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Multiple PC use over network?

2010-08-04
2013-04-25
  • BloodyRain2k

    BloodyRain2k - 2010-08-04

    I really like to render with apophysis and thought about something. Since I have 2 spare or less used dual core pcs I thought if it would be possible that these could run Apophysis in some kind of slave mode so a main instance can send to-render-data to these over network so these pcs can render parts of the fractal the main instance is rendering.

    I'll try to better explain it:

    Imagine you have a big flame and it would be rendered in 4 parts: upper left and right and lower left and right.

    Now if you would have these slaves the main instance could send the to-render data of upper right (part 2) to pc2 and the to-render data of lower left (part 3) to pc3. While these render their parts the main instance render upper left (part 1) and if the other pcs would take longer to finish their parts it could start with lower right (part 4) or split that one up too.

    That way you could render bigger flames much faster in case you have spare pcs in your network.

    Would that be possible to realize and what do you guys think about this idea?

     
  • Georg Kiehne

    Georg Kiehne - 2010-08-06

    Network rendering is probably being suggested at least once a day and I personally think it is a good idea to workaround the (still) long render times. But a) I guess at the moment, the devs simply don't have enough time to provide a network renderer (and if there is one, it should rock!) and b) the focus should rather go towards optimizing the render process for fancy new stuff like GPUs, 64 bit systems, multicores and vast amounts of RAM ;)

     
  • Anonymous

    Anonymous - 2011-05-19

    I'm just wondering (trying to wrap my brain around the concept) … you might be able to do this if you divide, let's say, the screen in four parts, render them individually and then assemble them back with a paint program.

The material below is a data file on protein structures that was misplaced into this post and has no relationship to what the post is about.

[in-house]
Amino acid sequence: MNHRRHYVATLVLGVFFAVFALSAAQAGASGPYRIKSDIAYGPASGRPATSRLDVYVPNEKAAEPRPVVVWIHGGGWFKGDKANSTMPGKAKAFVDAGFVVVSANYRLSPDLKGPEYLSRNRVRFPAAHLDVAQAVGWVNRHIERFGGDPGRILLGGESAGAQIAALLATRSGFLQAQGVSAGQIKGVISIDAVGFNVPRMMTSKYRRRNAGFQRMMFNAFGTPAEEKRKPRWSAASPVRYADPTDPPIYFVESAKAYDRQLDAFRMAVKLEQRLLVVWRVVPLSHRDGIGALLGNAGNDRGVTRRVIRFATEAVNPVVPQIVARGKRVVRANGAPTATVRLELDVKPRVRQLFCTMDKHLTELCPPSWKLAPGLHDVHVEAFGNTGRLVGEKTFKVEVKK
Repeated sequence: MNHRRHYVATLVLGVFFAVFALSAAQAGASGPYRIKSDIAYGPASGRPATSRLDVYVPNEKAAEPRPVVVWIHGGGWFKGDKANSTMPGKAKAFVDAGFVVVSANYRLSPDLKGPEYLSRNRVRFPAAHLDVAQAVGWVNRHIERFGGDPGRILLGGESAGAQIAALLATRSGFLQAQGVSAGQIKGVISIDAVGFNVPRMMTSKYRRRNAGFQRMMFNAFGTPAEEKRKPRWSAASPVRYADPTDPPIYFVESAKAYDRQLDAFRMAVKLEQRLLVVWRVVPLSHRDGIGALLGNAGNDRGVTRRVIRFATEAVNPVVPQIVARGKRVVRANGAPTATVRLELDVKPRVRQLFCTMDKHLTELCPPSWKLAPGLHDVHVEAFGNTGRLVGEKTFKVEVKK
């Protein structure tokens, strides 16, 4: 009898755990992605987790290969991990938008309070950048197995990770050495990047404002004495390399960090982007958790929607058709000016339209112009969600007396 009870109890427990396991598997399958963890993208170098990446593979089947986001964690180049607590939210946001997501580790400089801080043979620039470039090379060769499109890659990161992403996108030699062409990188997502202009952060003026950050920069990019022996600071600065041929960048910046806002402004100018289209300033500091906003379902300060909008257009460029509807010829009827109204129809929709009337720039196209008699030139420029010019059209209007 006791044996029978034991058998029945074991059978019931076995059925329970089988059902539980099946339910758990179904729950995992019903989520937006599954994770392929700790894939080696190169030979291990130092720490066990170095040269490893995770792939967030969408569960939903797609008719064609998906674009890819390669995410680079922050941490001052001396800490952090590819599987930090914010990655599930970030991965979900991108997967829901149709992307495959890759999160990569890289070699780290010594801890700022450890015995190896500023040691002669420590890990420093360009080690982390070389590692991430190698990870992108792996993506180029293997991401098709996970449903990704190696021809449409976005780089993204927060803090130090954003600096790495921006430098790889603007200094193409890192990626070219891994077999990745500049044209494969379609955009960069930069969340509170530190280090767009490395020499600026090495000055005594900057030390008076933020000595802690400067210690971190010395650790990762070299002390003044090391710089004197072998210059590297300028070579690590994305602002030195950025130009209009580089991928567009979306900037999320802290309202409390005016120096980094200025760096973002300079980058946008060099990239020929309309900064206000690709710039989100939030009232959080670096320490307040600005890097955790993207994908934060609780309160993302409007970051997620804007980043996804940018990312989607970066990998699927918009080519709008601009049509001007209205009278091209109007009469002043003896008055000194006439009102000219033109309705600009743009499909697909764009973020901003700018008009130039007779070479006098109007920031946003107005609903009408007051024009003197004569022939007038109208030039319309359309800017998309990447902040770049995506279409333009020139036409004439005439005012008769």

Another (and better IMHO) idea is to get yourself an 8-core CPU instead.
    That's what I'm aiming for, I'm beating up my 4-core real bad ehehehe ;)

     
  • Piotr Borys

    Piotr Borys - 2011-05-19

    And again, and again…
    You CAN'T divide a flame and render them separately. All you CAN do is to render the flame with various seed entry point and mix the results. The problem araising here is it should be mixed with the whole buffer and not with the final images. But sharing this buffer over the network is near to impossible - its size is an overkill.

     
  • slapud

    slapud - 2011-06-12

    I'm new here, but what size do you mean? I think that rendering units would have to share RGBA image (where alpha channel contains frequency). Could you provide some numbers in oder to imagine the problem? What size of buffer is usually used? What contains each point in buffer (size of point)? How long takes, let's say, 1024 iterations over usual buffer? What is usually number of iterations?
    What about dividing all possible start points by M - number of rendering units. Each rendering unit would be responsible to do N iterations from all its start points. As a result rendering unit would create RGBA images + next start point (position, color). RGBA image may be mixed with previous result and end point would be used to ask responsible for this point unit for RGBA image + next start point. It looks linear, but rendering units render RGBA images for all its points, so at the moment of the request, RGBA image and next start point may be already rendered. All pre-rendered buffers takes space, but they may be compressed if they are going to be sent over net.
    I hope I'm clear enough. It is again about dividing rendering of flame :-),  but what do you think?

     
  • Anonymous

    Anonymous - 2011-06-12

    We don't need suggestions, all the devs completely understand how rendering works.  If you do an implementation or have code to offer, then people might respond.

     
  • Piotr Borys

    Piotr Borys - 2011-06-12

    All I think is I can't imagine sharing few gigabytes of the buffer only for minimal speed-up (yes, minimal, as this method still can't give you a full parallel proccess). You see: the code is open, if you know how to do it - code it and share it with us :)  Our efforts right now are in some other areas than distributed rendering.

     

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